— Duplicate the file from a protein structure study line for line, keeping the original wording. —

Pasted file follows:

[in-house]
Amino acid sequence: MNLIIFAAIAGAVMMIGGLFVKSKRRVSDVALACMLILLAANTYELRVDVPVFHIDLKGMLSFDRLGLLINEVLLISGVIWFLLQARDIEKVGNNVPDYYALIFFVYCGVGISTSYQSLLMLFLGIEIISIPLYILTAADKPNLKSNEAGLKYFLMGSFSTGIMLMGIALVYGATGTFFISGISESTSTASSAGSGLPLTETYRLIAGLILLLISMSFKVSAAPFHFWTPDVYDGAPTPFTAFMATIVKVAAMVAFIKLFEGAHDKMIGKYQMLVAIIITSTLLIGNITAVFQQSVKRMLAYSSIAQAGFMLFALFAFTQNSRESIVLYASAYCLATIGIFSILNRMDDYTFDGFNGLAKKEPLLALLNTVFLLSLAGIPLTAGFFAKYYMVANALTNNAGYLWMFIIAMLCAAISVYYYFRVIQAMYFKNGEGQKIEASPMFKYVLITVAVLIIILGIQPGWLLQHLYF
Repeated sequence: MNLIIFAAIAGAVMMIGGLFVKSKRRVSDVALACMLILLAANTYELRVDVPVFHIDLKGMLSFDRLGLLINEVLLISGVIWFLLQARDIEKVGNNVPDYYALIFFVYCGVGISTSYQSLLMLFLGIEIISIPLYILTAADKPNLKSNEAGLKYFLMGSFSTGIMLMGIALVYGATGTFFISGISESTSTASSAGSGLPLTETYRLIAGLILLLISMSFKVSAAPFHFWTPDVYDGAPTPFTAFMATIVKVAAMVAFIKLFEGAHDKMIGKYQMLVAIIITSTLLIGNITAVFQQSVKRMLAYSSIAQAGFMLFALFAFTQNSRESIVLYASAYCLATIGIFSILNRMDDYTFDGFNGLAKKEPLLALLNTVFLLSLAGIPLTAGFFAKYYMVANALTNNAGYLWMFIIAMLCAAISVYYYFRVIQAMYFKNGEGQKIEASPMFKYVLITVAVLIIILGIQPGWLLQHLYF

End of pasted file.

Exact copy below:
[in-house]
Amino acid sequence: MNLIIFAAIAGAVMMIGGLFVKSKRRVSDVALACMLILLAANTYELRVDVPVFHIDLKGMLSFDRLGLLINEVLLISGVIWFLLQARDIEKVGNNVPDYYALIFFVYCGVGISTSYQSLLMLFLGIEIISIPLYILTAADKPNLKSNEAGLKYFLMGSFSTGIMLMGIALVYGATGTFFISGISESTSTASSAGSGLPLTETYRLIAGLILLLISMSFKVSAAPFHFWTPDVYDGAPTPFTAFMATIVKVAAMVAFIKLFEGAHDKMIGKYQMLVAIIITSTLLIGNITAVFQQSVKRMLAYSSIAQAGFMLFALFAFTQNSRESIVLYASAYCLATIGIFSILNRMDDYTFDGFNGLAKKEPLLALLNTVFLLSLAGIPLTAGFFAKYYMVANALTNNAGYLWMFIIAMLCAAISVYYYFRVIQAMYFKNGEGQKIEASPMFKYVLITVAVLIIILGIQPGWLLQHLYF
Repeated sequence: MNLIIFAAIAGAVMMIGGLFVKSKRRVSDVALACMLILLAANTYELRVDVPVFHIDLKGMLSFDRLGLLINEVLLISGVIWFLLQARDIEKVGNNVPDYYALIFFVYCGVGISTSYQSLLMLFLGIEIISIPLYILTAADKPNLKSNEAGLKYFLMGSFSTGIMLMGIALVYGATGTFFISGISESTSTASSAGSGLPLTETYRLIAGLILLLISMSFKVSAAPFHFWTPDVYDGAPTPFTAFMATIVKVAAMVAFIKLFEGAHDKMIGKYQMLVAIIITSTLLIGNITAVFQQSVKRMLAYSSIAQAGFMLFALFAFTQNSRESIVLYASAYCLATIGIFSILNRMDDYTFDGFNGLAKKEPLLALLNTVFLLSLAGIPLTAGFFAKYYMVANALTNNAGYLWMFIIAMLCAAISVYYYFRVIQAMYFKNGEGQKIEASPMFKYVLITVAVLIIILGIQPGWLLQHLYF